If it were not for the brain and back injuries he suffered in Iraq, Travis Bentley might have never become addicted to pain medication. If it were not for that addiction, he would have never found himself facing significant prison time for robbing pharmacies.

And if it weren’t for the Veterans Treatment Court, the decorated former Marine sergeant might have been lost forever to the cycle of abuse and incarceration. Instead, Bentley is 2½ years clean and on the verge of earning a college degree.

Stories like Bentley’s are what demonstrate the worth of Maine’s Veterans Treatment Court, run out of Kennebec County Superior Court in Augusta. It helps veterans who never would have been in trouble had they not served their country get the help they need.

But officials should move carefully when expanding the still-new program. It’s not clear how many people in Maine’s criminal justice system could take advantage of an expanded veterans court, or if such a court would flourish elsewhere as it has in Augusta.

The veterans court, launched in 2012, allows participants without a prior criminal history to avoid lengthy prison terms if they adhere to the strict treatment, counseling and reporting requirements.

But it is not an easy way out. The program is rigorous, and it doesn’t completely absolve the participants. Bentley, for instance, was sentenced to four years in jail, with all but 85 days suspended, and three years’ probation, after he graduated last September along with Dan Andrews, another Iraq veteran.

So far, 20 veterans have been accepted into the program. In addition to the two graduates, two participants have died and one was expelled. The remaining 15 candidates are active, and there are 10 open spots. Those openings may suggest that some candidates for the program are being missed.

That is the reasoning behind L.D. 1697, which would expand the veterans program to all 16 Superior Courts in the state, at a cost of $1.16 million.

But as the bill’s sponsor, Rep. Lori Fowle, D-Vassalboro, has said, such a comprehensive approach is not necessary, nor is it financially feasible. Instead, she wants lawmakers to determine how many new sites the state needs, and where to put them, so that distance doesn’t keep anyone from taking part.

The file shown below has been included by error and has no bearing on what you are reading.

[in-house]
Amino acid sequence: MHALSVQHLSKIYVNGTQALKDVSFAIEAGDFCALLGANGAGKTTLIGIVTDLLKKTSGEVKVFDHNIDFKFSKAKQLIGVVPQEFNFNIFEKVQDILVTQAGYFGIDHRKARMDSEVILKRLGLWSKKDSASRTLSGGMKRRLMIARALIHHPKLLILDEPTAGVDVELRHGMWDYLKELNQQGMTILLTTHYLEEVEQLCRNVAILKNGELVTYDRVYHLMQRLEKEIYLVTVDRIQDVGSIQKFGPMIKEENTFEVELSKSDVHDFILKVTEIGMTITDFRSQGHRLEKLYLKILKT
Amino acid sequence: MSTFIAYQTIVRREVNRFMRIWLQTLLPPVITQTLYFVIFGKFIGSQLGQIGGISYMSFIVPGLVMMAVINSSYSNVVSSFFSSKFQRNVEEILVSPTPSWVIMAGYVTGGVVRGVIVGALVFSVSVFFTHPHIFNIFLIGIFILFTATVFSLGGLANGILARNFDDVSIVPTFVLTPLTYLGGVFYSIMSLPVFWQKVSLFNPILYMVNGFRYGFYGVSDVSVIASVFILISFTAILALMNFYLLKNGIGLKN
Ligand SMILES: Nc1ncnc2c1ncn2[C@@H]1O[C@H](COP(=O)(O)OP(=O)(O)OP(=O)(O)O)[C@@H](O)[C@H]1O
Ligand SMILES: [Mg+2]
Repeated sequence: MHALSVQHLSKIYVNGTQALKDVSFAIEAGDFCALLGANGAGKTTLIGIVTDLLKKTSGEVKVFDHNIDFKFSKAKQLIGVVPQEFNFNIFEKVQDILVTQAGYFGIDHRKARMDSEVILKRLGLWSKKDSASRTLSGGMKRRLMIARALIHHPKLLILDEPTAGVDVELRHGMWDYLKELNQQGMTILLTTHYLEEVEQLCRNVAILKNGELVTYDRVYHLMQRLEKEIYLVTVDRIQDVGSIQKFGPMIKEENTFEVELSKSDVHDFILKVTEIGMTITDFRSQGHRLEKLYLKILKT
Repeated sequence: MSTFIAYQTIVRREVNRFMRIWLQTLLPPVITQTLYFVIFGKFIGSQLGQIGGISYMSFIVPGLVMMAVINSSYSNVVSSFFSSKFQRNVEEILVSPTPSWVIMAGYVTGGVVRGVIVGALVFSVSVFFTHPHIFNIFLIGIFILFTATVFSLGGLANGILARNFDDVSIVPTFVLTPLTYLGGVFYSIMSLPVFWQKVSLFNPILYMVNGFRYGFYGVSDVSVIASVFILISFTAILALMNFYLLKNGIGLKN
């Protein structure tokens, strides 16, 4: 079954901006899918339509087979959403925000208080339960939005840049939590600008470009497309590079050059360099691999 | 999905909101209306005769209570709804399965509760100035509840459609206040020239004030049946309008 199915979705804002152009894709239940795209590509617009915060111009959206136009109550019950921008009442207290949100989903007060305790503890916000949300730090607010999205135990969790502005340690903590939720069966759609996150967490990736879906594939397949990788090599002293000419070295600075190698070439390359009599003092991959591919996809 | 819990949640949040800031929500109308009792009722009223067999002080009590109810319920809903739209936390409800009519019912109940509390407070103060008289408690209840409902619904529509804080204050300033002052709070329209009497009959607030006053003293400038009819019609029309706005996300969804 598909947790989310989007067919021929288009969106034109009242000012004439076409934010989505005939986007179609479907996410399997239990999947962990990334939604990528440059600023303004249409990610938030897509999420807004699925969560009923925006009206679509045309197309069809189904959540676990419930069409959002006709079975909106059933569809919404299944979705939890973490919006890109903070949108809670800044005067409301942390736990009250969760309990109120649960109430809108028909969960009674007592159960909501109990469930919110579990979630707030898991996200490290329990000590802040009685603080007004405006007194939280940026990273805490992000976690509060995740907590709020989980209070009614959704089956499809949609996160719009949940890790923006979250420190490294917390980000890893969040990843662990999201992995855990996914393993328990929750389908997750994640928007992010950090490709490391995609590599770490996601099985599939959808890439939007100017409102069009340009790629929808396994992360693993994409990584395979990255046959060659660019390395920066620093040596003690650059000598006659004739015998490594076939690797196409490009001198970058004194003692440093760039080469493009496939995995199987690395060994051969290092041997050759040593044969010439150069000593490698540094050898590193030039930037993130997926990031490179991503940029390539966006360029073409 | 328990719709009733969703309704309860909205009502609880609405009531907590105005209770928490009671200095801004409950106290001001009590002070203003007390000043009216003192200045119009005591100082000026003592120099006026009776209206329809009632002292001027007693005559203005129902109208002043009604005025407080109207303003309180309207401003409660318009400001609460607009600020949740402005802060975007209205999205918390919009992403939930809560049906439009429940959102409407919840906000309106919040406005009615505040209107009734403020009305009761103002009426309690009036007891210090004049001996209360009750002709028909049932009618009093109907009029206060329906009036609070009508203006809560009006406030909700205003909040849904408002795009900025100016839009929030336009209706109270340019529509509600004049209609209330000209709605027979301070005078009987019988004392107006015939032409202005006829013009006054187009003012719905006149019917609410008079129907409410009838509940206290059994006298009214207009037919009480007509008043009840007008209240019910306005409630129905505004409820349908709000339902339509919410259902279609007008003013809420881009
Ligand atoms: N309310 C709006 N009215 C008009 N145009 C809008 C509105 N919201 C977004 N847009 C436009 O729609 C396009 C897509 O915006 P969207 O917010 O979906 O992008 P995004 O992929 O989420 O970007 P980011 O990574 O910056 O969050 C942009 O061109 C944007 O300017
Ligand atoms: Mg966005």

That discussion also should include whether any more sites are needed at all. It may be that there are simply not enough veterans committing crimes to warrant the expansion of the program to other sites. In that case, the state would do better to direct its resources to supporting the program in Augusta, near the federal services provided through Togus.

In either case, Maine has to make sure that the veterans who can benefit find their way to the special court, and that the court offers all the support it can.

It is the right thing to do financially, considering the state pays more than $50,000 a year to house an inmate, as opposed to $10,000 or so a year for a person in the veterans court.

It is also the right thing to do morally, for the veterans struggling with substance abuse and post-traumatic stress disorder. Too often, they go untreated, and sometimes an otherwise worthy person does something far out of character.

It would be preferable to reach these veterans before they commit a crime, with improved mental health screening and counseling services.

But the cracks in the system are wide, and the veterans court is an acknowledgment that the system has failed veterans once, but will not again.